- What other names is Gelsemium known by?
- What is Gelsemium?
- How does Gelsemium work?
- Are there safety concerns?
- Dosing considerations for Gelsemium.
Bignonia sempervirens, Carolina Jasmine, Evening Trumpet Flower, False Jasmine, Faux Jasmin, Gelsémie, Gelsémie Toujours Verte, Gelsemii Rhizoma, Gelsemin, Gelsemio, Gelsemium nitidum, Gelsemium sempervirens, Gelsemium Toujours Vert, Gelsemiumwurzelstock Jessamine, Gou Min, Jasmin de Caroline, Jasmin Jaune, Jasmin Nid d'Abeilles, Jasmin de Virginie, Trumpet Flower, Woodbine, Yellow Jasmine, Yellow Jessamine Root.
Gelsemium is a plant. Some people call it “woodbine.” This can be confusing because American ivy and honeysuckle are also known as “woodbine.” If you want gelsemium, look for its scientific name, which is Gelsemium sempervirens, Gelsemium nitidum, or Bignonia sempervirens.
Despite serious safety concerns, the root and underground stem (rhizome) of gelsemium are used to make medicine. Gelsemium is used as a painkiller for migraine headaches and for face pain (trigeminal neuralgia) caused by certain facial nerves. It is also used for asthma and other breathing problems.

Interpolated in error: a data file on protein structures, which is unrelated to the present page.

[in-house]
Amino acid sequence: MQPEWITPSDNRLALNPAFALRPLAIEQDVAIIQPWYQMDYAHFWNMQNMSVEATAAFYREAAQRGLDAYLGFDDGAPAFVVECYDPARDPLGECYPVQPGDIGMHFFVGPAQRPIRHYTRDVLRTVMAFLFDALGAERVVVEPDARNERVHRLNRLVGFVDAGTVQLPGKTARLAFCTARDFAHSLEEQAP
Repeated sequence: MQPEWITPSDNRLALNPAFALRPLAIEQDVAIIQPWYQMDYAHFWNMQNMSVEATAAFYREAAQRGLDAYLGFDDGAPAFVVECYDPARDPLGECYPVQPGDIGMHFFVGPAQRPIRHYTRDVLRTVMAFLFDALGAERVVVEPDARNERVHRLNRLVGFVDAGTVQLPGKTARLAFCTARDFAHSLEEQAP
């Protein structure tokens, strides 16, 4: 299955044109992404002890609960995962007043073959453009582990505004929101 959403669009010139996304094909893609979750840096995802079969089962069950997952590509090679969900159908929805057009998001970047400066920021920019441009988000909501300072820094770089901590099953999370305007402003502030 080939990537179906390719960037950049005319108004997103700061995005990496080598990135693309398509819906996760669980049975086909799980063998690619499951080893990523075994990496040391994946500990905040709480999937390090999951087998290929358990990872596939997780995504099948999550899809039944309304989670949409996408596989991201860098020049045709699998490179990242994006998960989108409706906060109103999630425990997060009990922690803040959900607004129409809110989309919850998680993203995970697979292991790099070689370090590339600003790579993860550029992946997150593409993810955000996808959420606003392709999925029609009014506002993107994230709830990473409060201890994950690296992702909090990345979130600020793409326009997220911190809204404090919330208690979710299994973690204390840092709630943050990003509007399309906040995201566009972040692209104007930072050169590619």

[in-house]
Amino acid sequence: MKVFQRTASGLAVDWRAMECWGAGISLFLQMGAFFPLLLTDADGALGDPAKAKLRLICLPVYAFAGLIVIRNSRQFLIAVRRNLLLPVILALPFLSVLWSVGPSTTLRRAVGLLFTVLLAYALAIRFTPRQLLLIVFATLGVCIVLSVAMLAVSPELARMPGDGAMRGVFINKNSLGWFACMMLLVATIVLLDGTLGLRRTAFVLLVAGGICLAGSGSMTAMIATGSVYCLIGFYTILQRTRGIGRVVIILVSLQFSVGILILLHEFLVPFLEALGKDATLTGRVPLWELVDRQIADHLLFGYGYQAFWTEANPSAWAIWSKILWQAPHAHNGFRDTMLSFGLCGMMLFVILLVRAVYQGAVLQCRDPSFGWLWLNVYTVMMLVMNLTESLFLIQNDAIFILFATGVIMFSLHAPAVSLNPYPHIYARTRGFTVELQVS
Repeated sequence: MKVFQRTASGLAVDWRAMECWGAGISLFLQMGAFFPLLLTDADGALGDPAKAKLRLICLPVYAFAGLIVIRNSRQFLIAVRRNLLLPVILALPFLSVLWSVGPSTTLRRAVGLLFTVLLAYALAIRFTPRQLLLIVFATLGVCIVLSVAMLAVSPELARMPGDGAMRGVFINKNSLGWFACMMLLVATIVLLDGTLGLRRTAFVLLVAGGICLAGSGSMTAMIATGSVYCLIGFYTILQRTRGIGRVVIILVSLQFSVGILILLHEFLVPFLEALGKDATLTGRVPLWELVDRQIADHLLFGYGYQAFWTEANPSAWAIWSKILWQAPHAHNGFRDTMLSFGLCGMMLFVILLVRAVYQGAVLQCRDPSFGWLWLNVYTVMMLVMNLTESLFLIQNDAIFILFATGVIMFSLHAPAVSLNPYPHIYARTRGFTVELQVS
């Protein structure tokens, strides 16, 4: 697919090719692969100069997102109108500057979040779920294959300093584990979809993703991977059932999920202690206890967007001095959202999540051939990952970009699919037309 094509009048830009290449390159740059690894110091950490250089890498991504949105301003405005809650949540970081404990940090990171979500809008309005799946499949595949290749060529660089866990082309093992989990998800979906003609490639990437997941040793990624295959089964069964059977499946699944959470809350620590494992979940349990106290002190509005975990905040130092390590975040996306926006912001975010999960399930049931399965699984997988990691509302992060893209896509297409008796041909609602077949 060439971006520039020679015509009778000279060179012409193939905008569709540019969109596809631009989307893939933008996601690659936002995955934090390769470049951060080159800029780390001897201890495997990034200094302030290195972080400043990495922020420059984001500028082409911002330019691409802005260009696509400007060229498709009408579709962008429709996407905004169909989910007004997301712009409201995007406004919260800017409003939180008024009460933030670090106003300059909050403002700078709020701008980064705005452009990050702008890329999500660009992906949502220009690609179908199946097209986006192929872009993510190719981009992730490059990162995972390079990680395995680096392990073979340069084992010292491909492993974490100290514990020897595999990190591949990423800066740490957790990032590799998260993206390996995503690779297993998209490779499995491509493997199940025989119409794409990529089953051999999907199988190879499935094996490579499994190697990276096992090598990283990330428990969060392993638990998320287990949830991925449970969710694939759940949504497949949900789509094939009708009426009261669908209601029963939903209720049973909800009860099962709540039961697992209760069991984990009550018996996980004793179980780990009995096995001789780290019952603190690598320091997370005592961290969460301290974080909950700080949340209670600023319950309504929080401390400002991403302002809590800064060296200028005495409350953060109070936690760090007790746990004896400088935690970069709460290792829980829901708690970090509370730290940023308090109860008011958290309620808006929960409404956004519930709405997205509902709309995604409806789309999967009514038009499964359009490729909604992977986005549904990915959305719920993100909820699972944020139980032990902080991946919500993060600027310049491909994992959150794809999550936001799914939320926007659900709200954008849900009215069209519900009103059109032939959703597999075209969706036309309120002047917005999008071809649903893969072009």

Insufficient Evidence to Rate Effectiveness for...
Gelsemium contains substances that might act in the brain to reduce pain.
Gelsemium is UNSAFE. All parts of the plant are very poisonous. Even small amounts can cause serious toxicity, including death. Symptoms of poisoning include headache, vision problems, difficulty swallowing, dizziness, muscle problems, seizures, breathing problems, slowing of the heart, and others.
Special Precautions & Warnings:It is UNSAFE for anyone to use gelsemium, but some people have extra reasons not to use it:
Children: Do not give gelsemium to children. It can poison them, even in very small amounts.
Heart disease and weakness: Gelsemium is especially dangerous if you have a heart problem.
The appropriate dose of gelsemium depends on several factors such as the user's age, health, and several other conditions. At this time there is not enough scientific information to determine an appropriate range of doses for gelsemium. Keep in mind that natural products are not always necessarily safe and dosages can be important. Be sure to follow relevant directions on product labels and consult your pharmacist or physician or other healthcare professional before using.
Natural Medicines Comprehensive Database rates effectiveness based on scientific evidence according to the following scale: Effective, Likely Effective, Possibly Effective, Possibly Ineffective, Likely Ineffective, and Insufficient Evidence to Rate (detailed description of each of the ratings).
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Williamson EM, Evans FJ, eds. Potter's New Cyclopaedia of Botanical Drugs and Preparations. Essex, England: CW Daniel Company Ltd., 1998.